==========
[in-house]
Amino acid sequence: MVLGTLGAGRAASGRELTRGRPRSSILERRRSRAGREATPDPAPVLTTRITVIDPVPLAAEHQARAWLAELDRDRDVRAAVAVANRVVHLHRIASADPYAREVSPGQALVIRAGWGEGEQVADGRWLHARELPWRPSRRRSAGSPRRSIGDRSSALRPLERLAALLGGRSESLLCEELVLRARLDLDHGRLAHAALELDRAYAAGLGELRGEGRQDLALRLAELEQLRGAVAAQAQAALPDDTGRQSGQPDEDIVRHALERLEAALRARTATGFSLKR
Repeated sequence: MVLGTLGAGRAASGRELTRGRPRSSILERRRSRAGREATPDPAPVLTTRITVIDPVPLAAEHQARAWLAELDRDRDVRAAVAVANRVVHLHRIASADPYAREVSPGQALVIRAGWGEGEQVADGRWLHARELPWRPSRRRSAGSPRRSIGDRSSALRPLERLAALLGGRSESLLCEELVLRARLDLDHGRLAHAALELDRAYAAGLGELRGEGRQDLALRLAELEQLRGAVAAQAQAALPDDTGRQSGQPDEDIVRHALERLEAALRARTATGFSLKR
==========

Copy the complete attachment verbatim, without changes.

[in-house]
Amino acid sequence: MVLGTLGAGRAASGRELTRGRPRSSILERRRSRAGREATPDPAPVLTTRITVIDPVPLAAEHQARAWLAELDRDRDVRAAVAVANRVVHLHRIASADPYAREVSPGQALVIRAGWGEGEQVADGRWLHARELPWRPSRRRSAGSPRRSIGDRSSALRPLERLAALLGGRSESLLCEELVLRARLDLDHGRLAHAALELDRAYAAGLGELRGEGRQDLALRLAELEQLRGAVAAQAQAALPDDTGRQSGQPDEDIVRHALERLEAALRARTATGFSLKR
Repeated sequence: MVLGTLGAGRAASGRELTRGRPRSSILERRRSRAGREATPDPAPVLTTRITVIDPVPLAAEHQARAWLAELDRDRDVRAAVAVANRVVHLHRIASADPYAREVSPGQALVIRAGWGEGEQVADGRWLHARELPWRPSRRRSAGSPRRSIGDRSSALRPLERLAALLGGRSESLLCEELVLRARLDLDHGRLAHAALELDRAYAAGLGELRGEGRQDLALRLAELEQLRGAVAAQAQAALPDDTGRQSGQPDEDIVRHALERLEAALRARTATGFSLKR